COX’S BAZAR, Bangladesh – Nearly 300,000 Rohingya Muslims have fled Myanmar’s Rakhine state into Bangladesh in the 15 days since new violence erupted and the United Nations is braced for a further surge, officials said Saturday, September 9.
The exodus figure has jumped about 20,000 in a day and from 164,000 on Thursday, September 7. Bangladesh authorities plan to build a camp that could house a quarter of a million people.
“Some 290,000 Rohingya arrived in Bangladesh since August 25,” Joseph Tripura, a spokesman for the United Nations refugee agency, told Agence France-Presse. (READ: Myanmar ‘to provide aid’ to displaced Rohingya inside country)
New violence started on August 25 after Rohingya militants attacked police posts in Rakhine, triggering a security forces crackdown. Those who have fled across the border have accused the Myanmar military of staging reprisal attacks on Muslim villages.
Officials said the UN has found more Rohingya in Bangladesh villages and areas which were previously not included by relief agencies.
Agencies are now bracing for a new increase in numbers. (READ: The Rohingya and the port of last resort)
Dipayan Bhattacharyya, acting World Food Programme (WFP) head in Bangladesh, told AFP “the situation is very volatile.”
He added: “We started with planning for an influx of 120,000. Then we made a resource planning for 300,000. The current influx has almost now reached 300,000. Now the WFP and the other UN agencies on the ground may have to review it again if the influx continues unabated.”
Desperate and hungry
Hungry Rohingya are running towards every food truck that arrives in the camps.
Highlighting the uncertainty, Bhattacharyya said: “People are very desperate to get whatever assistance they can get in terms of food, shelter and water. They are deprived of everything. They are desperate for just basic survival.”
The WFP started distributing 25-kilogram rice sacks to families who have just arrived. (READ: Food aid suspended as Myanmar state sinks deeper into violence)
Most of the Rohingya are arriving by foot or boat across Bangladesh’s 278 kilometer (172 mile) border with Myanmar, a 4th of which is made up by the Naf river.
The Rohingya have long been subjected to discrimination in Buddhist-majority Myanmar, which denies them citizenship. (READ: Rohingya boat people: Silence not the answer)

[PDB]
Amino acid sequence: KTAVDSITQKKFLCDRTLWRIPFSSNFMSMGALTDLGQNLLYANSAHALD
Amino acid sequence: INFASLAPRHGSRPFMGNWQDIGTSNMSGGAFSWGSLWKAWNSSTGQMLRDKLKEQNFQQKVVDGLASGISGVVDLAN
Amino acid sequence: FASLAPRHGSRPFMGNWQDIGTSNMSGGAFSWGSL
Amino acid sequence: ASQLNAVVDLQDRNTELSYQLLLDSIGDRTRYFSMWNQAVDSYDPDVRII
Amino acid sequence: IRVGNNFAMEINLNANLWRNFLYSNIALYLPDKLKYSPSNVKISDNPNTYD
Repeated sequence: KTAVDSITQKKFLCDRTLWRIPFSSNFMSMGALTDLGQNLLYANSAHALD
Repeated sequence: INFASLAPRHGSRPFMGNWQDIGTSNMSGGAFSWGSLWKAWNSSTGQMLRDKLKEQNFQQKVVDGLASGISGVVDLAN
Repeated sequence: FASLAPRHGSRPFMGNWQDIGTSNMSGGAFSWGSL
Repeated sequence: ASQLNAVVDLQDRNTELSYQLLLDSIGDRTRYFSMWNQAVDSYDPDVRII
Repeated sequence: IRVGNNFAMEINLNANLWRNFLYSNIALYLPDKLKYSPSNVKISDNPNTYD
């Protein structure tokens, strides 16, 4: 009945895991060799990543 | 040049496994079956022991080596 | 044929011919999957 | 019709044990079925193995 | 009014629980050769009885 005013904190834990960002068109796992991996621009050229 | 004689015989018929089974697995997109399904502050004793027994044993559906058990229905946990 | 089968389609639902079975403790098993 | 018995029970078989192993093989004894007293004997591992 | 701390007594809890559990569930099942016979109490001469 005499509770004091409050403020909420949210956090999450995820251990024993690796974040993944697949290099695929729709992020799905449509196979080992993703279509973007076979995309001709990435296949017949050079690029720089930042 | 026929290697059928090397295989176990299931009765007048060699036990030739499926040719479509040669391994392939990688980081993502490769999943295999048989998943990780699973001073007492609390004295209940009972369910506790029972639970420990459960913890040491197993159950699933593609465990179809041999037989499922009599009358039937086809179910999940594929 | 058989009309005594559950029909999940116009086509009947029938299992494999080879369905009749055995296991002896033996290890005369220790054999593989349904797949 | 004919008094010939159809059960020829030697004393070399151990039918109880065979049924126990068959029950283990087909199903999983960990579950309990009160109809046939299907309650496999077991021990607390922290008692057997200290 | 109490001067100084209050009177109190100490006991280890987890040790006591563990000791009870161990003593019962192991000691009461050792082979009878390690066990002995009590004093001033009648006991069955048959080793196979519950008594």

Myanmar’s government regards them as illegal migrants from Bangladesh, even if they have lived in the country for generations.
Refugee camps near Bangladesh’s border with Myanmar already had about 300,000 Rohingya before the upsurge in violence last month and are now overwhelmed.
Tens of thousands of new arrivals have nowhere to shelter from monsoon rains.
The latest figure takes the number of Rohingya refugees who have arrived in Bangladesh since earlier violence erupted last October to 377,000.
Those flocking into Bangladesh have given harrowing accounts of killings, rape and arson by Myanmar’s army. Myanmar authorities deny any wrongdoing.
Most have walked for days and the United Nations says many are sick, exhausted and in desperate need of shelter. (READ: FAST FACTS: Who are the Rohingya?)
Bangladesh authorities on Saturday asked the International Organization for Migration to build a new makeshift camp, a government official told AFP.
The authorities fear that the Rohingya could move to other parts of Bangladesh which would create new problems.
“All the newly arrived Rohingya will be brought in this makeshift camp and housed,” Cox’s Bazar magistrate Khaled Mahmud told AFP, adding they were already moving Rohingya who took shelter on the roads.
A Bangladesh minister said the government had decided to create a huge new camp on nearly 2,000 acres of land near an existing UN facility.
“The land we’ve identified for the camp will accommodate 250,000 to 300,000 people,” Mofazzal Hossain Chowdhury, disaster management and relief minister, told AFP.
He added that new arrivals will be registered and given aid.
Dhaka has repeatedly asked Myanmar to take back the Rohingya and address the causes of exodus.– Rappler.com